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"Cyber Attack" -- Why It's Not a Great Phrase (But We're Stuck With It)

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One of the phrases that I've been noticing more and more -- particularly outside of the security world -- is "cyber attack." For example, in the past week the Chinese cyber security watchdog has claimed China was attacked nearly half a million times last year.

It sounds fantastically sci-fi, and I can see why journalists in particular like it. But "cyber attack" is a really misleading term.

Firstly, one of the features of any other "attack" is that you know when it's happened to you. Obviously there are some "cyber attacks" for which that's the case -- the recent website hacks carried out by Lulz Security and Anonymous for example, or an outbreak of a virus. But probably the most dangerous "cyber attacks" are cases where the victim doesn't even know it's happened -- where someone has covertly infiltrated their IT network and either stolen critical information, or gained access to critical control systems.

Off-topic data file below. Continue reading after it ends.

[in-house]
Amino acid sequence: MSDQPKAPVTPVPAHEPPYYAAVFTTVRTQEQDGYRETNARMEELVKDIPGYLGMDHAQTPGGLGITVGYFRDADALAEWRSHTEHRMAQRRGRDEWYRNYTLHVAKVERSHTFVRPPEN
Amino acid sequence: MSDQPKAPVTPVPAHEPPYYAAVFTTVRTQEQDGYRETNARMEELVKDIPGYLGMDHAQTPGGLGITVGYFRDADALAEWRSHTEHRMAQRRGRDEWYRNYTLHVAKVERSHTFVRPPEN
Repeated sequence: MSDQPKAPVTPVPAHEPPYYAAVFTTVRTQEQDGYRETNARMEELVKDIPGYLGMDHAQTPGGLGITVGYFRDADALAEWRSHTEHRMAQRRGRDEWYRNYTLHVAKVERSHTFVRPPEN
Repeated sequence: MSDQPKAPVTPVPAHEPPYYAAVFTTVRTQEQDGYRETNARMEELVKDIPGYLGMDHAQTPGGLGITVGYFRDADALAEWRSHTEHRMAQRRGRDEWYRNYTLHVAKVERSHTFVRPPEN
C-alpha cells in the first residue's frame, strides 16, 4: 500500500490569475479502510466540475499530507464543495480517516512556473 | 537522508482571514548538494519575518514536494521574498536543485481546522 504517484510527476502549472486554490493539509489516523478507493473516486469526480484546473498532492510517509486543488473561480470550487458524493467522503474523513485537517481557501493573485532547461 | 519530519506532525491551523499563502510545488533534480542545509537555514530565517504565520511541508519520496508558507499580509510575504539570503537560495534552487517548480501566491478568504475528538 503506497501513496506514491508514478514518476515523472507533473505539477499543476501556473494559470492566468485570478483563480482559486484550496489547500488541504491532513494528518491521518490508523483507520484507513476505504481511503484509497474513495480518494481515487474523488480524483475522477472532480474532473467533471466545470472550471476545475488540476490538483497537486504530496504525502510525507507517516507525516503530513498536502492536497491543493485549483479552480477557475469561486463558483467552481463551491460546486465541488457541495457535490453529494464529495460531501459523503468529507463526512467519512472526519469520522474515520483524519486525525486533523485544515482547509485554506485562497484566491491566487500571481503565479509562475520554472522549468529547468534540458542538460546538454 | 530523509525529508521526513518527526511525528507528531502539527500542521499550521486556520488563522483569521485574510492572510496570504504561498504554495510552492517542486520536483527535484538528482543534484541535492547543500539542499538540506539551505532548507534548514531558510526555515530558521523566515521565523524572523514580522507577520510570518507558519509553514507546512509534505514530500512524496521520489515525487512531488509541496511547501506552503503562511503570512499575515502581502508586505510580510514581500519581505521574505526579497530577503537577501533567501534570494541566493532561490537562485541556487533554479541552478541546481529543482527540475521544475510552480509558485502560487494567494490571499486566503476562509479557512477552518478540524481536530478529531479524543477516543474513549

In the latter case, of course, there is the potential for a genuine "attack" -- we know from Stuxnet that it's possible to use cyber means to mount real-world attacks. Even then, though, the "cyber attack" phrase is misleading. There could be a significant delay between the initial infiltration and the eventual discernible effect of that infiltration -- indeed, in some cases it could be a delay of several years. But people tend to use "cyber attack" to mean the initial part of that process -- the part that, if it's successful -- the victim won't even feel.

I'd prefer it if we were all talking about "cyber infiltrations". But I suspect we're stuck with "cyber attacks."

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